In July of 1987, Congress was investigating the Iran-Contra scandal. In case that's ancient history to you, the Reagan administration was caught having sold arms to Iran, in violation of an embargo against that country since the hostage affair of 1979-81, and using the money from those sales to surreptitiously fund the right-wing militias fighting the government of Nicaragua.
This was America's introduction to Lt. Col. Oliver North, then an aide to the National Security Council, who was the guy who proposed the Iran-Contra link, and destroyed vital documents as the affair became exposed. Adopting an air of indignant moral impeccability, the future Fox News commentator insisted upon wearing his army uniform and medals when testifying before Congress, and pretty much whenever he appeared in public.
I was freelancing cartoons on local topics for the Racine Journal Times in those days. Cartoons involving court cases are usually unwelcome, but this one skirted the issue of prematurely convicting the accused. The particulars of the case hardly matter for the understanding of the cartoon thirty years later; in fact, I have no recollection whatsoever of how the case was adjudicated.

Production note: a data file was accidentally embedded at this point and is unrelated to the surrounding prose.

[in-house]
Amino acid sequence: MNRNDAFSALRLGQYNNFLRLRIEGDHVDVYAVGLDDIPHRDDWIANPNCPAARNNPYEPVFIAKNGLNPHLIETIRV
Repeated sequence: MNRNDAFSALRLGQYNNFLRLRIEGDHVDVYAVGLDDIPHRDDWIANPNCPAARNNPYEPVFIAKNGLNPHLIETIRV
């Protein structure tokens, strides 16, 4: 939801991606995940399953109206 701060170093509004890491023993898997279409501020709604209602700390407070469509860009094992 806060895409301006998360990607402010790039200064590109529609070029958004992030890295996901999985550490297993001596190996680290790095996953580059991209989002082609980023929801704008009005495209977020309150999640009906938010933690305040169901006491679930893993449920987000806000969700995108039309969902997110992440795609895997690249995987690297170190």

Ten years later, I was drawing for two Milwaukee newspapers. I illustrated the editorials of The Business Journal of Greater Milwaukee; here's one on one of the few topics that needs no explanation — although it might be useful to recall that in Bill Clinton's first term, he had put Vice President Al Gore in charge of a commission to review and streamline government regulation of business. You can pretty accurately imagine the Beej editorial on your own.
The other paper I drew for back then was a now-defunct biweekly, In Step, serving Wisconsin's LGBTQ community. Again, I doubt that this cartoon from July, 1997 requires any explanation.
Twenty years later, we're still waiting for Mickey Mouse to suffer an almighty smite.
Finally, I'll circle back to another Fox News personality with this cartoon from July of 2007 featuring one Mr. Bill O'Reilly. We derisively called it Faux News back then — the precursor of Trumplestiltskin's "Fake News" epithet for all the other channels, newspapers and magazines.
Which brings up a topic having very little to do with this cartoon, but which has been bothering me lately. For all the media outrage at the .gif Mr. Trump tweeted showing him beating up a guy whose face is covered by a CNN logo, American media have been largely and curiously silent about the hamfisted efforts of Saudi Arabia, Egypt, United Arab Emirates and Bahrain to force Qatar to shut down the Al Jazeera news network.
While not all complaints against Al Jazeera are baseless (concerning an allegation that an Egyptian president was an Israeli agent, for example), freedom of the press has got to be respected. It's one thing to call the integrity of Fox's Bill O'Reilly on the one hand, or CBS's Dan Rather on the other; it's quite another for any government to insist that someone else's government shut down the entire network.